It’s not a race: it’a a relay race. You only win if you contribute to your team’s success, if you integrate your skills with the ones who come next in line.

It’s an “infinite game“, as Simon Sinek puts it.

As we strongly believed this, we also knew that we needed to ingrain it into our mindset, across all the people at SPII.

So how to do it?

Change the game…of arm wrestling!

If you have read the previous articles about our Journey of Change, you know how we did it during SPII Evolution: playing.

Games are a powerful tool: they allow us to try things out in a playful environment, in fiction (or within a metaphor), but to learn the lesson for real in our lives.

So that when you change the rules of a game you have always given for granted, you change the mindset beneath it.

It’s like arm wrestling: if you partner up with someone, ready for a tug-of-war, your mind gets ready to beat your opponent, be stronger than they are.

But what if you are told that the goal is to achieve the highest score possible, and that each time your opponent’s wrist touches the ground, you gain one point?

Would you begin to see that…they are not your opponents?

That if you cooperate to bring each other’s wrist down as many times as you can…you both win? Your adversary becomes a partner, who can help you achieve your goals, while you help them achieve theirs.

It’s a win-win mindset. It’s cooperation over competition. It’s a completely new game.

One that you want to bring back to your everyday life, of course.

Bring the game into your life

SPII Evo worked on a key question that is broad and open, like “how to create integration?”, “how to create agility?“, or “how to improve the company for the benefit of everyone involved?”.

And it’s meta-work because you’re doing integration while you’re explaining it, you’re practicing agility while you’re creating it, and you are improving the company while you are brainstorming possible solutions.

It’s a powerful, powerful tool, something that can have side effects because it brings out the truth, it’s a litmus test. In fact, it can even be dangerous for a company, if the true intentions of the management are not coherent.

SPII’s desire was to create real CHANGE from within: so we needed to do a check on everyone involved, to see who was willing to see this change and be an active part of it.

Gaining a win-win mindset was essential to this process: we could not keep going forward in the direction we had set, if we were not all going to work towards the same goal.

We could not have the success we were hoping for if we didn’t learn to see 3 possible outcomes for every negotiation: either I win, or you win…or else, we both win.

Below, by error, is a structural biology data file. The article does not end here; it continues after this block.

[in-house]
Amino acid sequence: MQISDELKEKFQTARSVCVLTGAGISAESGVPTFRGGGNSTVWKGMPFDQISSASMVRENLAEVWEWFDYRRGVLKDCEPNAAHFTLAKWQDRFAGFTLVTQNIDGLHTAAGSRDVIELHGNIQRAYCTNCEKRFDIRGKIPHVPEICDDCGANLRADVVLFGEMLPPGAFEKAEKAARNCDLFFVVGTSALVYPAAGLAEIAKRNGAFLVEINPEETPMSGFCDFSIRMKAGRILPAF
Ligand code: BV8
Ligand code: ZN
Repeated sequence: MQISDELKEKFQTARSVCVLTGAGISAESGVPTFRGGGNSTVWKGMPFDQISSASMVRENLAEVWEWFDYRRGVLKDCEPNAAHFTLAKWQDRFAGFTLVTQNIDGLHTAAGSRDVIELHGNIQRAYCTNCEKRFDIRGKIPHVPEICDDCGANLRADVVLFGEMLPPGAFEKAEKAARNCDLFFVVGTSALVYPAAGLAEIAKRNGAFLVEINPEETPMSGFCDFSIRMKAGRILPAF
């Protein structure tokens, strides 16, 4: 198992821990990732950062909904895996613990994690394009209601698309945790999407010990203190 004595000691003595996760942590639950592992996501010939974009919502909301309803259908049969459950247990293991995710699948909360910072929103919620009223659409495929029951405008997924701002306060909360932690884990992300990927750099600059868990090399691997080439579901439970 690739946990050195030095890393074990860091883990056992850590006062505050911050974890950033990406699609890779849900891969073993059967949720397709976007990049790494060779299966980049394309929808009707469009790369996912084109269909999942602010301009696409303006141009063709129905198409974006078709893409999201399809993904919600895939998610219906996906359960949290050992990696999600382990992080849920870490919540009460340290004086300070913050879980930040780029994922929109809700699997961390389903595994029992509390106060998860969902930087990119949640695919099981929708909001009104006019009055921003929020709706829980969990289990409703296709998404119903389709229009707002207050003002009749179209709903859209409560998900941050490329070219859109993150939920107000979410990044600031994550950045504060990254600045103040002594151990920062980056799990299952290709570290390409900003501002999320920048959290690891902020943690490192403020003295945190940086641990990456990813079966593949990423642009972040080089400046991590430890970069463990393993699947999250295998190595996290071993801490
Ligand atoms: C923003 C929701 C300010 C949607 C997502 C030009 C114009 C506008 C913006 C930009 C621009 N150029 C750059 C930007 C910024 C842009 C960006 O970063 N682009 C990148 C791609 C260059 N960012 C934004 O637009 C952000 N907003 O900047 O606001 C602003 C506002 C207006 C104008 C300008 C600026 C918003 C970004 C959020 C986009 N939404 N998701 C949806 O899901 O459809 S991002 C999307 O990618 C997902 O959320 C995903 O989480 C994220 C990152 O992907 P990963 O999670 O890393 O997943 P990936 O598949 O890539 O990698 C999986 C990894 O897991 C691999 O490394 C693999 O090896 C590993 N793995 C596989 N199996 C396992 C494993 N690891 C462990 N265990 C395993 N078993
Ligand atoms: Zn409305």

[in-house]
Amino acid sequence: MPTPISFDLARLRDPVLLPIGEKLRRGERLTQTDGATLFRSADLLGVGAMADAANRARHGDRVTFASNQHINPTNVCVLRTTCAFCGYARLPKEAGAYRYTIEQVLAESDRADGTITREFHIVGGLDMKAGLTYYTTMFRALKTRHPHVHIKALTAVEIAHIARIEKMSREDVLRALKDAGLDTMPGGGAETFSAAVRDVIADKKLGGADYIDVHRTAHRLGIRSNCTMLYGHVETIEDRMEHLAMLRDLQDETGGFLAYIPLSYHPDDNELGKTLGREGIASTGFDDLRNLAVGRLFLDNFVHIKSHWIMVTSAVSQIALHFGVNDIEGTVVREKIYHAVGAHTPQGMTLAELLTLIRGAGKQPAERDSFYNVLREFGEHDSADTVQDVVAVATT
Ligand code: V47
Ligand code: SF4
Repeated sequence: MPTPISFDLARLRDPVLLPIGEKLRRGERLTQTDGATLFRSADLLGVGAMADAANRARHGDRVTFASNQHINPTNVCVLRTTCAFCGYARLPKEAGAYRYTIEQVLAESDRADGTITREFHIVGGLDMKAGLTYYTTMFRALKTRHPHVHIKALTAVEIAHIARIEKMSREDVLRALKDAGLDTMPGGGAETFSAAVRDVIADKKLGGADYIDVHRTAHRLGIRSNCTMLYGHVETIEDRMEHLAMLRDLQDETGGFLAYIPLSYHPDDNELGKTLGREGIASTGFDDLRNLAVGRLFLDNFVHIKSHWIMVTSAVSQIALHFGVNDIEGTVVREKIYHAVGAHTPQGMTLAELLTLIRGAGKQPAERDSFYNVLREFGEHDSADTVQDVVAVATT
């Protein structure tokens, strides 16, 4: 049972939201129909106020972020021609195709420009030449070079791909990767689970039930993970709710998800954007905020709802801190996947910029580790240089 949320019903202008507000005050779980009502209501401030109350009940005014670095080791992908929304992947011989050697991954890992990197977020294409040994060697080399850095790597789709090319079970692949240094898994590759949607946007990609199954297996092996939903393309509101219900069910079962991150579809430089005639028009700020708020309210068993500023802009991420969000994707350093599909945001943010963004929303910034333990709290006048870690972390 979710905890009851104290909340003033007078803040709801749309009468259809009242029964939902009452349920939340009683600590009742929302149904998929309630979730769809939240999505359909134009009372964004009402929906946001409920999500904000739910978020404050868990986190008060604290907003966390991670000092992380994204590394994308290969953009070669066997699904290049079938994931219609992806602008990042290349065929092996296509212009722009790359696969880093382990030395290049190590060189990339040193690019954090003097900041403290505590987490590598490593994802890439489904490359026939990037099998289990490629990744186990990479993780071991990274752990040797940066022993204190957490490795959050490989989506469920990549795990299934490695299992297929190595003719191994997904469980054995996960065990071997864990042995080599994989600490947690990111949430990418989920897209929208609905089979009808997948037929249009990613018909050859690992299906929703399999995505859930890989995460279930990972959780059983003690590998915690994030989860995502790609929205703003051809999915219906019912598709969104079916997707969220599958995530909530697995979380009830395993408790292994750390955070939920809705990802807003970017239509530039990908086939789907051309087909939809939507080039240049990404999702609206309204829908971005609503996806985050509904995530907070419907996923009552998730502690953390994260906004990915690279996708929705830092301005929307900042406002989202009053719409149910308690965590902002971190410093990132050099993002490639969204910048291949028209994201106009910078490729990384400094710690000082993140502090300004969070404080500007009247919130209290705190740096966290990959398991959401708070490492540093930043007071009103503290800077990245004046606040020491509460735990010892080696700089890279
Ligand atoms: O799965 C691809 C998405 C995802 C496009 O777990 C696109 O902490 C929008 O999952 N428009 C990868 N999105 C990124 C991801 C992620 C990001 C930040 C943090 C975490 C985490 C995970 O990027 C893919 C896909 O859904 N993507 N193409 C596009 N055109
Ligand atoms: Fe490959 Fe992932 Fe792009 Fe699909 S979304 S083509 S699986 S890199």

This is what we should all aim for, always. And this is what we worked on during the months of SPII Evolution, and beyond them.

That is also why it was so important, few years later, to review our Vision and Mission, our Values, and to find new meaning within them.

Playing with it during simulation over simulation, game after game, made exactly this: it created something that got stuck in our minds, forever.

Do you want to try and change the game with us?

See you next time,
Ilaria Cazziol


One vision: from competition to cooperation

One vision: from competition to cooperation 1024 684 Spii

What do you think is the best way to make people cooperate?

Give them a common goal? Make them feel part of something greater, you say?
Yes, sure, it may work.

But what we found out to work best is something slightly different.
If you want people to truly cooperate at a deeper level you need to…add instead a little bit of competition!

You don’t believe it? Well, look at what happened with SPIIEvo and you will think again.

Divide to unify: the formula of Evolution

We have already told you how with SPIIEvo the whole company was divided into smaller groups, each of them identified by one Element (Water, Air, Earth and Fire). And how they all went separately through a journey of change, in order to find one game-changing idea each to propose to the management.

They would then compete with each other to become the “winning Element” that would offer the most interesting idea to improve the company.

What we didn’t tell you yet is that this all was a well-defined plan to actually make them cooperate at a higher level than ever before!

Every Element would include more than one group: week after week, during every edition of the activity, every one of them would experience the same thing, and they would be evaluated with a grade based on their results.